some University sororities have no-
ticed an increase in "deactivation" -
members dropping out of the soror-
I ity - within the past few years.
"IT'S A TREND when people
become a senior... It's not so much
deactivation but dropping out of
things," said Beverly Day, an LSA
junior and Alpha Phi member.
Day said deactivation is more a
result of housing problems than
problems with the sorority itself.
Unlike fraternities, sorority members
must live in their houses until they
are filled to finance the upkeep.
But some sorority members want
to explore other housing opportuni-
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may explain higher deactivation
rates. Twenty years ago, in contrast,
University rules did not allow
women to live in apartments.
Deactivation is an emotional ex-
perience for the entire sorority,
"For any house that goes through
it (members deactivating), it's a bad
situation." Chappel said. "It tears
people apart, but it's inevitable."
LSA SENIOR Meriel Meehan
deactivated Kappa Alpha Theta last
"Through everything, I saw what
Kappa Alpha Theta really stood for,"
Meehan said. "Their mask was ex-
posed, and I could and would not
support something so extremely
Chappel said the number of "de-
activates" each year changes. For
example, "last year we had to draw a
lottery because so many people
wanted to live in," she said.
Vikki Miller, college district
president of five chapters of the
Kappa Alpha Theta Sorority House
- including the University's - said
there is no such thing as
"deactivating." She said the seven
women made their own decision to
"I like the dorm. I wouldn't want
to live there for four years. I like my
apartment, but I wouldn't want to
live there for four years. Everyone
wants to try different things," said
Jennifer Chappel, an LSA junior
who pledged Kappa Alpha Theta last
LAST MARCH, seven mem-
bers of Chappel's sorority decided to
"deactivate," she said, and deactiva-
tion has been on the increase in sor-
orities over the past three or four
Some sorority alumni have sug-
gested freedom to live off campus
"resign" from Kappa Alpha Theta.
"I REALIZED when they told
me I had to live in without a deci-
sion all they really cared about was
my money," Meehan said. "I said to
(Miller), 'So you are throwing us
out of the house?' She said 'Yes,
you have a week-and-a-half to va-
Theta house bylaws - like
those of many sororities around
campus - say if the house is not
filled by the incoming pledge class,
the other members must live there.
Members of the sorority who
have planned on going abroad, how-
ever, cannot be forced to live in the
Miller said Meehan's account was
false and added that the seven mem-
bers who left may have felt restricted
by rules forbidding alcohol or over-
night male guests.
MILLER ALSO said the girls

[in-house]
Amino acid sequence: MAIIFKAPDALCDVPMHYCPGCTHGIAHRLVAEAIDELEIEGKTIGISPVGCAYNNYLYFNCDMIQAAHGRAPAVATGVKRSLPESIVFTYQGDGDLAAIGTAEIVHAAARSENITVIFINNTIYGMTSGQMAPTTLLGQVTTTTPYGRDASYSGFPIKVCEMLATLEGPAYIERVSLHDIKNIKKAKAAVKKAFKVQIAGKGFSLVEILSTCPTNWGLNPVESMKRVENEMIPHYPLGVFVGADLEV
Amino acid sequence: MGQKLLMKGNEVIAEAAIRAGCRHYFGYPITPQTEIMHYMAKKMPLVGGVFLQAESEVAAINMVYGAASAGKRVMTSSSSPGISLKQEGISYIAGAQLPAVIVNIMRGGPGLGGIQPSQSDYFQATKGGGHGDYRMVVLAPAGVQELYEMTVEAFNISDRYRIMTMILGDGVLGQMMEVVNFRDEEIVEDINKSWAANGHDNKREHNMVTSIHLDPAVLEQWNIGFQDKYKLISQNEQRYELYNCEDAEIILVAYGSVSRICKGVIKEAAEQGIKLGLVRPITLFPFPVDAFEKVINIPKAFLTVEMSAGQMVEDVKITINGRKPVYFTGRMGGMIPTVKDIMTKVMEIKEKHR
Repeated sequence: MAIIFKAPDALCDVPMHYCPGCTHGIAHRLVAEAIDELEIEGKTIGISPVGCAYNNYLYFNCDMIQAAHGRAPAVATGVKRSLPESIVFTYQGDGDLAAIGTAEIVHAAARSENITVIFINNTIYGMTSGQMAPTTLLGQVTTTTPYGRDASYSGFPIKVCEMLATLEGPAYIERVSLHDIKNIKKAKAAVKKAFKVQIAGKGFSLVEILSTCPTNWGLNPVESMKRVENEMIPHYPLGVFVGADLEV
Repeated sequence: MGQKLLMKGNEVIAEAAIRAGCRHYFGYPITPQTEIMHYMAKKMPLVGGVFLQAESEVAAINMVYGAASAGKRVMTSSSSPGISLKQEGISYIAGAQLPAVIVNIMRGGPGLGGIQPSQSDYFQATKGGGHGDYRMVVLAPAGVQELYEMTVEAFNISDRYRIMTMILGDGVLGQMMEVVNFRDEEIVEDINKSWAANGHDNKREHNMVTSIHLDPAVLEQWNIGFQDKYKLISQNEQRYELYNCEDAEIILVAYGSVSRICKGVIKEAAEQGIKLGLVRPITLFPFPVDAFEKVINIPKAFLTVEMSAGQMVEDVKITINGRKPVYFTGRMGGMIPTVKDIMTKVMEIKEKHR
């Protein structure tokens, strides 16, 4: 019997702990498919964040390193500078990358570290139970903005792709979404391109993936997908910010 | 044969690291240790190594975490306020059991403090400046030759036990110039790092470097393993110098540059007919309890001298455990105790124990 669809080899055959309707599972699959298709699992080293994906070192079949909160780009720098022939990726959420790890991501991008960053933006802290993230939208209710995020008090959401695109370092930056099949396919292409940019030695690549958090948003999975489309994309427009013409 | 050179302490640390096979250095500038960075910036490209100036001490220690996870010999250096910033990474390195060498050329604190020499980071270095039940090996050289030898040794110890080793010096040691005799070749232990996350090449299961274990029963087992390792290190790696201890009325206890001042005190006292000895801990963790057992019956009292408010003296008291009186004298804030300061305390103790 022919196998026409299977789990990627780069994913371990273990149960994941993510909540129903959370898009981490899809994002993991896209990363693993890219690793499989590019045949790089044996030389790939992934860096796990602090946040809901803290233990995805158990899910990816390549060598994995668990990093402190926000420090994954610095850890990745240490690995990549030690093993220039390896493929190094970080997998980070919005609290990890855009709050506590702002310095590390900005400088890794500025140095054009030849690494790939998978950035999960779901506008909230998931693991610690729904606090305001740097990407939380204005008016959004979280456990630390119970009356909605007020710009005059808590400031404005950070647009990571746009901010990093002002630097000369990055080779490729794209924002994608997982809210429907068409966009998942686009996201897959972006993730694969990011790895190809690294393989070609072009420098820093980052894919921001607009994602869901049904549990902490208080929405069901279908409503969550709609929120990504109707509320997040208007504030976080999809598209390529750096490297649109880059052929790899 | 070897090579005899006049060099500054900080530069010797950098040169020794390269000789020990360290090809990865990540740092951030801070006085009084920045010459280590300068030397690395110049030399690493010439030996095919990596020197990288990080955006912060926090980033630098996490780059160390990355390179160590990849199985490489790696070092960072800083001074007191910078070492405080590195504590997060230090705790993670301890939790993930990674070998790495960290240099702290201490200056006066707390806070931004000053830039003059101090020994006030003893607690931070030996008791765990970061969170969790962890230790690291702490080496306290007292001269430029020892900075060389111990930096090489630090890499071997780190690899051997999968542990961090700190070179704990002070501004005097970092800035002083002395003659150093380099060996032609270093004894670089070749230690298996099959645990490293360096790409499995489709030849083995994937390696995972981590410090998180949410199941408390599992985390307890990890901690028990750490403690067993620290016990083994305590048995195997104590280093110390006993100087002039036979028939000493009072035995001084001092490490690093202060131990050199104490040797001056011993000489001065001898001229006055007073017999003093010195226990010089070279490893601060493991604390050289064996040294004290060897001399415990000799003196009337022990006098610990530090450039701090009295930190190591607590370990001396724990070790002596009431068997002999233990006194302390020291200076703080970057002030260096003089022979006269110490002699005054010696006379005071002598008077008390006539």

have not yet completely resigned
from the house, which is a "long
process" including a series of meet-
ings with advisory boards to de-
termine if "it is the right thing."
Some say the deactivating trend
goes deeper than the housing bylaws
within the sororities.
At the University, where about
25 percent of the students are
"Greek," many non-Greeks criticize
fraternities and sororities as elitist
and superficial. But the same crit-
icisms can come from within the
"It wasn't so much the rules -
too many just didn't want to live in
the house," said Amy Sinnot, a
member of Theta and recent graduate.
"If people really enjoyed the house,
they would want to live in it."
SINNOT SAID some women
don't want to live in their houses
because of animosity between sor-
"It's because the school is so
large people join the sorority for the
name, but they don't even take the
time to know the girl they're sitting
next to at dinner," Sinnot said.
Although Sinnot described the
entire Greek system as "elitist," she
decided she "didn't feel like taking
the time out to deactivate" from the
sorority house because she was
"Just because they are resigning
from the sorority... they'll still
maintain their friends." Miller said.
"It's not an excommunication -it
was a decision they had to make."
MILLER SAID many of the
girls who were "resigning" were anA
gry and represented "very much the
minority" in their house, adding that
the Theta pledge.class increases ev.
"I joined (Theta house) because it
was my home away from home,'"
Miller said of her past college asso*
ciation. "It was a place to hang m'
hat - friendship was the main foi
Karra Hartig, an LSA junior an4
member of Pi Beta Phi sorority, sai4
she hasn't noticed a trend toward$
deactivation. She thinks members
merely feel more comfortable mak
ing the decision to leave.
"There's a better attitude toward
someone who does it (deactivates),"
HARTIG SAID sororities are
more "lax" about deactivation now
than 20 years ago, when sororities
were one of the few campus organi-
zations open to women. With so
many other campus activities to
participate in, Hartig said, some
women want to devote less time to
She said campus deactivation has
consisted of "isolated incidents,
adding that the number of students
who rush increases each fall.
Last year about half of entering
first-year students rushed fraternities